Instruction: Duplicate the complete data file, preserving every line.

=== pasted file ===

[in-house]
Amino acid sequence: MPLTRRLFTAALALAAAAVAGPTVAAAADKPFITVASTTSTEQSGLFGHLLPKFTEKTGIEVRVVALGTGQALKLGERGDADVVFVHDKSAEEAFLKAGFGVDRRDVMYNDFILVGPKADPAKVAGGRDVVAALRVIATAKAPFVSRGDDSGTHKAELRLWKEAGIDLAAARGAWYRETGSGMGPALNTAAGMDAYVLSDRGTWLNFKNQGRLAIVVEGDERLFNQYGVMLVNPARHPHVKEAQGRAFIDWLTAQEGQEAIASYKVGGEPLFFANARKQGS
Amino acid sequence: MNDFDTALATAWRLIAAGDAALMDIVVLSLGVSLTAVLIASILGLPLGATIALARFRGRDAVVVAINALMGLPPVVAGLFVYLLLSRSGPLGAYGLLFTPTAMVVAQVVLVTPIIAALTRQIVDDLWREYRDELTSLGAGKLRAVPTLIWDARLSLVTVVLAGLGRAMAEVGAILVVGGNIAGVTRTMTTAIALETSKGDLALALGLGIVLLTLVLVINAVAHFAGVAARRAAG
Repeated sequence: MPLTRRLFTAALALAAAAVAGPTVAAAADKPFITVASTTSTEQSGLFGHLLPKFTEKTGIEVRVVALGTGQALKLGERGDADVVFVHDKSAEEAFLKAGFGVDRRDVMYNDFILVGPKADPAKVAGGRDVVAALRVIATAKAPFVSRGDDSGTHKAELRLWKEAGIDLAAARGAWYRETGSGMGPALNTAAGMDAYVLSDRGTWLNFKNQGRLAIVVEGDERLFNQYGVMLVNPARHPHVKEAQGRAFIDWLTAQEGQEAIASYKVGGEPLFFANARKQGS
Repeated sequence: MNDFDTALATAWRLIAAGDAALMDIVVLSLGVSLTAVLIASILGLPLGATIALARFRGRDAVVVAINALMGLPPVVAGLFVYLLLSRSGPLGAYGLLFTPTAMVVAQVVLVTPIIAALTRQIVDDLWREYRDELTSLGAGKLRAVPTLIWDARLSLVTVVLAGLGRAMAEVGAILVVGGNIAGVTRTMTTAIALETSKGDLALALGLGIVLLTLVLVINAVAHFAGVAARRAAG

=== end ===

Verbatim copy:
[in-house]
Amino acid sequence: MPLTRRLFTAALALAAAAVAGPTVAAAADKPFITVASTTSTEQSGLFGHLLPKFTEKTGIEVRVVALGTGQALKLGERGDADVVFVHDKSAEEAFLKAGFGVDRRDVMYNDFILVGPKADPAKVAGGRDVVAALRVIATAKAPFVSRGDDSGTHKAELRLWKEAGIDLAAARGAWYRETGSGMGPALNTAAGMDAYVLSDRGTWLNFKNQGRLAIVVEGDERLFNQYGVMLVNPARHPHVKEAQGRAFIDWLTAQEGQEAIASYKVGGEPLFFANARKQGS
Amino acid sequence: MNDFDTALATAWRLIAAGDAALMDIVVLSLGVSLTAVLIASILGLPLGATIALARFRGRDAVVVAINALMGLPPVVAGLFVYLLLSRSGPLGAYGLLFTPTAMVVAQVVLVTPIIAALTRQIVDDLWREYRDELTSLGAGKLRAVPTLIWDARLSLVTVVLAGLGRAMAEVGAILVVGGNIAGVTRTMTTAIALETSKGDLALALGLGIVLLTLVLVINAVAHFAGVAARRAAG
Repeated sequence: MPLTRRLFTAALALAAAAVAGPTVAAAADKPFITVASTTSTEQSGLFGHLLPKFTEKTGIEVRVVALGTGQALKLGERGDADVVFVHDKSAEEAFLKAGFGVDRRDVMYNDFILVGPKADPAKVAGGRDVVAALRVIATAKAPFVSRGDDSGTHKAELRLWKEAGIDLAAARGAWYRETGSGMGPALNTAAGMDAYVLSDRGTWLNFKNQGRLAIVVEGDERLFNQYGVMLVNPARHPHVKEAQGRAFIDWLTAQEGQEAIASYKVGGEPLFFANARKQGS
Repeated sequence: MNDFDTALATAWRLIAAGDAALMDIVVLSLGVSLTAVLIASILGLPLGATIALARFRGRDAVVVAINALMGLPPVVAGLFVYLLLSRSGPLGAYGLLFTPTAMVVAQVVLVTPIIAALTRQIVDDLWREYRDELTSLGAGKLRAVPTLIWDARLSLVTVVLAGLGRAMAEVGAILVVGGNIAGVTRTMTTAIALETSKGDLALALGLGIVLLTLVLVINAVAHFAGVAARRAAG